Glencoe is internationally famous for its breathtaking landscape, diverse and rare wildlife and for its cultural heritage, including the tragic and infamous events of 13th February 1692.
The scenery of Glencoe, fashioned by millions of years of geological and geomorphologic processes, is regarded as some of the finest ‘wild’ landscape in Scotland.
The National Trust for Scotland is looking after this landscape ‘on behalf of the nation’ by protecting it from developments that would spoil its special qualities.
For the Trust, Glencoe is an iconic property, one that we are proud to manage on behalf of Scotland. Our conservation work includes habitat and visitor management, footpath erosion work, species surveying and monitoring, and maintaining the iconic ‘wild land’ qualities of this landscape. It is a challenging area to manage but does provide the Trust with a showcase to demonstrate best practice.
The Trust acquired Glencoe during the depression of the 1930’s and the purchase was as a result of an appeal from members of the mountaineering clubs throughout Britain. Led by Percy Unna, who was then the president of the Scottish Mountaineering Club, the donations which enabled the purchase of Glencoe were accompanied by a series guidelines which stated that there should be open access for all but the land must remain primitive.
Unna had observed the “taming” of mountains throughout Europe, through constructions such as cable cars and mountain top restaurants. He appreciated the Scottish mountains, and did not want them to be affected in the same way. In order to keep the mountains primitive, Unna stated that the hills should not be made easier or safer to climb and no facilities for mechanical transport should be introduced, this included no path expansion and no directional signs or markers put in place. No new shelters, lodgings or food facilities are to be built either. These wishes now known, as the Unna Principles, encapsulated in the Trust’s wild land policy, are still the major influencing factor in the way in which Glencoe and all of the Trust’s mountains are managed today.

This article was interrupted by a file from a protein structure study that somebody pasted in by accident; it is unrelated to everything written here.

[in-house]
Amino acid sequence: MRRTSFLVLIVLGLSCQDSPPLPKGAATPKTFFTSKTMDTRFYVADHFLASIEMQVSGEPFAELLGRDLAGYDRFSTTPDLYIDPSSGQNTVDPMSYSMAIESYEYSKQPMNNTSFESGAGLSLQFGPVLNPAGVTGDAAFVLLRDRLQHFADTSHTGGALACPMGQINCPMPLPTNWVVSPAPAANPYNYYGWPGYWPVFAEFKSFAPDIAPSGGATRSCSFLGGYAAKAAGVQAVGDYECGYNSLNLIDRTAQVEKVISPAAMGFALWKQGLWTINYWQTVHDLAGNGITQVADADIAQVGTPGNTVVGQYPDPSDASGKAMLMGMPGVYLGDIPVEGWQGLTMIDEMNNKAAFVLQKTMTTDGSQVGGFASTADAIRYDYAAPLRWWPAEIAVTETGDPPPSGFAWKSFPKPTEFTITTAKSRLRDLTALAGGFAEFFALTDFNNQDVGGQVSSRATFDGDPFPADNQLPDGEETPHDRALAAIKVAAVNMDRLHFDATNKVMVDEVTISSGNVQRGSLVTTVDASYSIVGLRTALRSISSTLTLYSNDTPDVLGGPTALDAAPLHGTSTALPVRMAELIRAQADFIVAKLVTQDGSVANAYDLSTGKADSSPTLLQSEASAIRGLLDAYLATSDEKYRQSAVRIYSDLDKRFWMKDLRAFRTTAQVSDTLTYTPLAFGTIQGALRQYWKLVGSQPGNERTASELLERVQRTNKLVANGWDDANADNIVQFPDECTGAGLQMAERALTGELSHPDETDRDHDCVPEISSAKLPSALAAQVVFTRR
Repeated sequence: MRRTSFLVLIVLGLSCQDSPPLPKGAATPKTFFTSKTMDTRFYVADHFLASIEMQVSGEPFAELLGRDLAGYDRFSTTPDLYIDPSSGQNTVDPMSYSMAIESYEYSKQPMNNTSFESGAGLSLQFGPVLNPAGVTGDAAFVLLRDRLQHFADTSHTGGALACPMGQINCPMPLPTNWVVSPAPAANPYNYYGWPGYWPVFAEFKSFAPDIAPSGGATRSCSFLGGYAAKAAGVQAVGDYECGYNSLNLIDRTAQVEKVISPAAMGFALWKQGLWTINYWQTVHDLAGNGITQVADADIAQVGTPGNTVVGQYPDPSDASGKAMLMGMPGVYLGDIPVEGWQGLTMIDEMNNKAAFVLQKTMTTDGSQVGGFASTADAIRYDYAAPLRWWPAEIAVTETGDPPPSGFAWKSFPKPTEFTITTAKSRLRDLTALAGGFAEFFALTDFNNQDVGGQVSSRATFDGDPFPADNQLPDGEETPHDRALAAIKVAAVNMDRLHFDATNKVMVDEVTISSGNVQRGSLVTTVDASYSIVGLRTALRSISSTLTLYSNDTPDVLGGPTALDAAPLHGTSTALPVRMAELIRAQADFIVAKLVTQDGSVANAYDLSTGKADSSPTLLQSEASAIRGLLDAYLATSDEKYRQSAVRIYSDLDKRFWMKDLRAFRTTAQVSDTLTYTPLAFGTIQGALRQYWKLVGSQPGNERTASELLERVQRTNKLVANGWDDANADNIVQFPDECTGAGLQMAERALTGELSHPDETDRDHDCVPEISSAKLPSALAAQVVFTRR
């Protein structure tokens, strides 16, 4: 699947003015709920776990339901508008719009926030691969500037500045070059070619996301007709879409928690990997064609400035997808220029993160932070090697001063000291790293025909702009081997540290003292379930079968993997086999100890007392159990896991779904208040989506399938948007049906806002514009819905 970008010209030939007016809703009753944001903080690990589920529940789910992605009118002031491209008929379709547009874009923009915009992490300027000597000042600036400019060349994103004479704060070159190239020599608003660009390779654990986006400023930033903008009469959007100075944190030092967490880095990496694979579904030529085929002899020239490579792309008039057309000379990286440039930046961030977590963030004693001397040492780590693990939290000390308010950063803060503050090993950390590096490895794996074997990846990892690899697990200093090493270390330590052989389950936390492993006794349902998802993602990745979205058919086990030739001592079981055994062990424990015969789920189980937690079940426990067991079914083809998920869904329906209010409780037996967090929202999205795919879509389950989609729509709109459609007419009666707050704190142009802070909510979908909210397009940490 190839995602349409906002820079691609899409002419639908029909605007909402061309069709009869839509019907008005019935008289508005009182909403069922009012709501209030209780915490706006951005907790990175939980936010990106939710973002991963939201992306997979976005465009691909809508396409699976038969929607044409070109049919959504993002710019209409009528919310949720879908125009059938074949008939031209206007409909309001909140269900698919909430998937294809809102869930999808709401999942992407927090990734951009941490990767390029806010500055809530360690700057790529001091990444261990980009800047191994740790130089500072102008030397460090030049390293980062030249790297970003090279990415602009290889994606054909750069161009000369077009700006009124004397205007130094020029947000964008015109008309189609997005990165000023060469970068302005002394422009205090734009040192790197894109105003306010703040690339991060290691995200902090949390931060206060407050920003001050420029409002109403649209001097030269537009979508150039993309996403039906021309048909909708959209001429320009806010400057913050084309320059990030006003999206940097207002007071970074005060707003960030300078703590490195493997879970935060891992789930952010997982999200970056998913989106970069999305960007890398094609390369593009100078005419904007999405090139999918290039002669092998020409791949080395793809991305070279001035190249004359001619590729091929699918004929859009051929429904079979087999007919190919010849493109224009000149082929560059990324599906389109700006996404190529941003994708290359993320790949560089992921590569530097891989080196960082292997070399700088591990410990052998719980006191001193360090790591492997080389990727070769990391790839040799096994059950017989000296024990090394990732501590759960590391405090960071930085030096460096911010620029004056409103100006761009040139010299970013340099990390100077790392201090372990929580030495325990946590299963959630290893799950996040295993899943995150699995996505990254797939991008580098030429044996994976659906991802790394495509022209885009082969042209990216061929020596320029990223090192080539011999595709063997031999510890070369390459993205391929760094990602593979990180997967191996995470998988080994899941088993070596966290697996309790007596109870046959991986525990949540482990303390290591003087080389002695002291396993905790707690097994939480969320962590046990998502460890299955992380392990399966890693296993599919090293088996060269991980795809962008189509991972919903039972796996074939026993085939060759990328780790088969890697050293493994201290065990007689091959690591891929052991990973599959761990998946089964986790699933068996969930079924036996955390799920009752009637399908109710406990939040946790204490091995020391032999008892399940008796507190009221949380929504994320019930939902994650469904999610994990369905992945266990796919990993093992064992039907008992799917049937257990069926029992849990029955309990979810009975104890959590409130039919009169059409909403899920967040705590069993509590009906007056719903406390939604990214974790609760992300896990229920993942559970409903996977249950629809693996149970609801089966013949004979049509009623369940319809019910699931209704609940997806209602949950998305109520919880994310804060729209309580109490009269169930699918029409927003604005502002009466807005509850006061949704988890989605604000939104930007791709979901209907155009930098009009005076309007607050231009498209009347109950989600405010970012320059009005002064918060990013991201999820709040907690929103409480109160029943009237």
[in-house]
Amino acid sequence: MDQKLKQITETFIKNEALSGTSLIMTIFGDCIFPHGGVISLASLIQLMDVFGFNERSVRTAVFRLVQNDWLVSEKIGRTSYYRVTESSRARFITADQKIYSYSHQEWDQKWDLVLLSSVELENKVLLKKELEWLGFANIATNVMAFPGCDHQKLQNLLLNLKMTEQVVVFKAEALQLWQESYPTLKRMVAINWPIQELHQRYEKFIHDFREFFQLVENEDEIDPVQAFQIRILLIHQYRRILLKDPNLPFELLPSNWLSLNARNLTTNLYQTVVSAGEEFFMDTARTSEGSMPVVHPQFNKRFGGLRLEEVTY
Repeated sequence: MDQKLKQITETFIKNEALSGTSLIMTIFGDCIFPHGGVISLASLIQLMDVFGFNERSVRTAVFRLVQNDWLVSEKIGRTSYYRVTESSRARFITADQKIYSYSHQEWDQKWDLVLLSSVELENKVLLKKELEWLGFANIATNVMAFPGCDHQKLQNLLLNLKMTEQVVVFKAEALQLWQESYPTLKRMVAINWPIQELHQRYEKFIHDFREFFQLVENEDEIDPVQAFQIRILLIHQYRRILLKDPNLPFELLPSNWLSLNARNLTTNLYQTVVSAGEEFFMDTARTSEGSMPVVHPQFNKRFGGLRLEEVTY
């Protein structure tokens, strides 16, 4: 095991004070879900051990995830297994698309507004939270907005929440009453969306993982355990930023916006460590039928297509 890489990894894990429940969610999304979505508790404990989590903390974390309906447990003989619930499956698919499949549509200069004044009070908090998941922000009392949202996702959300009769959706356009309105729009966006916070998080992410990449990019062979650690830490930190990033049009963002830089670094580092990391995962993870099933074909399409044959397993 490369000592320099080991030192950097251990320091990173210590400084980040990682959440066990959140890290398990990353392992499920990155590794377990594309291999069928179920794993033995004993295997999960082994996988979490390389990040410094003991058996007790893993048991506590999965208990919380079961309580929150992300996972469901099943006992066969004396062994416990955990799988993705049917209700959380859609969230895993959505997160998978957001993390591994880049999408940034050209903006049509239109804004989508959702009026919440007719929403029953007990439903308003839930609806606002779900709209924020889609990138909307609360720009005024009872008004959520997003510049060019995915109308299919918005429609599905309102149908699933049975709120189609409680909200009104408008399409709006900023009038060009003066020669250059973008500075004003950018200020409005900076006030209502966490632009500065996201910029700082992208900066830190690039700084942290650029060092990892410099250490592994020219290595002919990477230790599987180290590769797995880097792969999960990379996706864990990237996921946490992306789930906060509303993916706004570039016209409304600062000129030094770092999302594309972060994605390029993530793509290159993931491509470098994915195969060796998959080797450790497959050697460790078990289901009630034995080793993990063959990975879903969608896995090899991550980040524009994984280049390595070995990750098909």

The Trust strives to implement best environmental practice. The award-winning Eco-design Glencoe Visitor Centre helps to make Glencoe one of the most visited countryside properties in Trust care. Our in house footpath team also focus on sustainable, low intensity, low impact footpath work that promotes the development of new skills. This never-ending work relies on the support of our members, volunteers and donors.
With towering mountains sweeping down on both sides, Glencoe is at once spectacularly beautiful and yet strangely forbidding. Glencoe is also the cradle of Scottish mountaineering and the area provides some of the finest climbing and walking in the …